A comparison of us and european conceptualisations of clinical supervision

Authored by: John R. Cutcliffe

Routledge Handbook of Clinical Supervision

Print publication date:  October  2010
Online publication date:  October  2010

Print ISBN: 9780415779555
eBook ISBN: 9780203843437
Adobe ISBN: 9781136912801

10.4324/9780203843437.ch32

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Abstract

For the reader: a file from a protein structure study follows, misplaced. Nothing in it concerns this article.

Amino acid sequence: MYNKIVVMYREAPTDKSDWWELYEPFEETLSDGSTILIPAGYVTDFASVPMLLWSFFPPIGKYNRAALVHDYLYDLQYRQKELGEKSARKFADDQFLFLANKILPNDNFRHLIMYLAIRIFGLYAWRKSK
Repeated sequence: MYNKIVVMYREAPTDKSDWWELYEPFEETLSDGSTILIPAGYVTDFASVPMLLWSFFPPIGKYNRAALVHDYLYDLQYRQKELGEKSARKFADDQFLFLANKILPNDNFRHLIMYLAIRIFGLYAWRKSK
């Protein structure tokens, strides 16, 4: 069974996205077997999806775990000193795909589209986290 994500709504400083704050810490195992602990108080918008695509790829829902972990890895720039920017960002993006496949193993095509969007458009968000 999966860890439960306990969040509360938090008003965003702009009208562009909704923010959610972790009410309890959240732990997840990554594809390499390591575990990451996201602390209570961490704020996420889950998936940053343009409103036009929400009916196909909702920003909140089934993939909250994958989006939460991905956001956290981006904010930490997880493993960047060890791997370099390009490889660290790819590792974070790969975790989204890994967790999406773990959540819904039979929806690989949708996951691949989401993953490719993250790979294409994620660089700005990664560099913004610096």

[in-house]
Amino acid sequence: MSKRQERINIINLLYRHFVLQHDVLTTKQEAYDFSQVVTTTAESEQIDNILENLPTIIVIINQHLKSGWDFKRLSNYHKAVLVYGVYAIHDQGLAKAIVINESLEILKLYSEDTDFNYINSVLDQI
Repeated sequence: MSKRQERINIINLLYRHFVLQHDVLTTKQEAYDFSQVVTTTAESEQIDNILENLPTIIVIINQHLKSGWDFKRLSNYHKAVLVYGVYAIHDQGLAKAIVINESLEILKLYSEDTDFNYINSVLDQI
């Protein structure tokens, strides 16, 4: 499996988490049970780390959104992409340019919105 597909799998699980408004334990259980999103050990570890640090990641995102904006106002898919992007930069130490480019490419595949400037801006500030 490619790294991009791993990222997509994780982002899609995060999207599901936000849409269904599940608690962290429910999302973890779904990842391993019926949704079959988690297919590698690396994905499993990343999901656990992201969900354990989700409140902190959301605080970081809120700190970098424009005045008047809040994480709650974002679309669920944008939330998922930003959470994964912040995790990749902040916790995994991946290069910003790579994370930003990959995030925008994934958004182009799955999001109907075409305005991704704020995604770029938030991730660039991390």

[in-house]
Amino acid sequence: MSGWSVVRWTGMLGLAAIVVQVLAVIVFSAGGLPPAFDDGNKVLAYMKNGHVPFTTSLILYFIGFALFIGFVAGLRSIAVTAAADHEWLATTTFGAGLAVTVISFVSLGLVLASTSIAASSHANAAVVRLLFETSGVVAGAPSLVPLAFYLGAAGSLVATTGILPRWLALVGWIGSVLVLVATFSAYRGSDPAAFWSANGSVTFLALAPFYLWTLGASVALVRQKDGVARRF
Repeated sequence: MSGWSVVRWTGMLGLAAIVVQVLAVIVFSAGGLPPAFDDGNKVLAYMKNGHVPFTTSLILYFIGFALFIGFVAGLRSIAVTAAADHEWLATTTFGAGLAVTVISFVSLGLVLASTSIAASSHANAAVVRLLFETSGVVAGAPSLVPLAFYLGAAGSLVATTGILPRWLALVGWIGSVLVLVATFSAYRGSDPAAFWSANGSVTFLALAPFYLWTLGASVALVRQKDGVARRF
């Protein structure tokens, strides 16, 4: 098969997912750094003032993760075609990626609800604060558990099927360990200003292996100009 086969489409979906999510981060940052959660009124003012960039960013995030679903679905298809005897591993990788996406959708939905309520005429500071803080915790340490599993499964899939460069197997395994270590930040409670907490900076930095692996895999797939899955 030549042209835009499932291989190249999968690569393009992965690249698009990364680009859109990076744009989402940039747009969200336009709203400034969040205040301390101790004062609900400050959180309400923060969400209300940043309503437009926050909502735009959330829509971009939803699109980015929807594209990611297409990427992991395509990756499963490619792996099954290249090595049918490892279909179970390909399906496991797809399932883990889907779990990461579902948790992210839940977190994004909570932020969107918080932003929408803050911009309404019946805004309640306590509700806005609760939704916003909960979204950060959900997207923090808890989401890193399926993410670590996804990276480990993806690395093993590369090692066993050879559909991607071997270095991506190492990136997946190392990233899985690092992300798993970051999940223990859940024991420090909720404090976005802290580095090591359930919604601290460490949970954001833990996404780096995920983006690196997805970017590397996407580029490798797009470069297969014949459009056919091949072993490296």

This chapter compares the extent of United States and European nursing literature that focuses on substantive clinical supervision (CS) matters. Examination of this body of work indicates (at least) two principal, differing conceptualisations of the purpose and resultant practice of CS. The chapter points out how the US conceptualisation creates the need for all supervisors to be more ‘expert’ in the particular specialty of nursing than the supervisee; the European conceptualisation posits supervision as a forum for considering the personal, interpersonal and clinical aspects of care so as to develop and maintain nurses who are skilled and reflective practitioners. In such a conceptualisation, this creates the need for supervisors to be effective at supporting nurses in self-monitoring, identifying difficulties in practice and finding the proper place to make good the deficit, not necessarily to be more expert in the particular nursing speciality. The chapter concludes by highlighting and discussing two key issues that emerged from this comparison: does the clinical supervisor of a nurse have to share the same specialty background as the supervisee (the recipient of the CS) and, what are the advantages of cross-discipline supervision?

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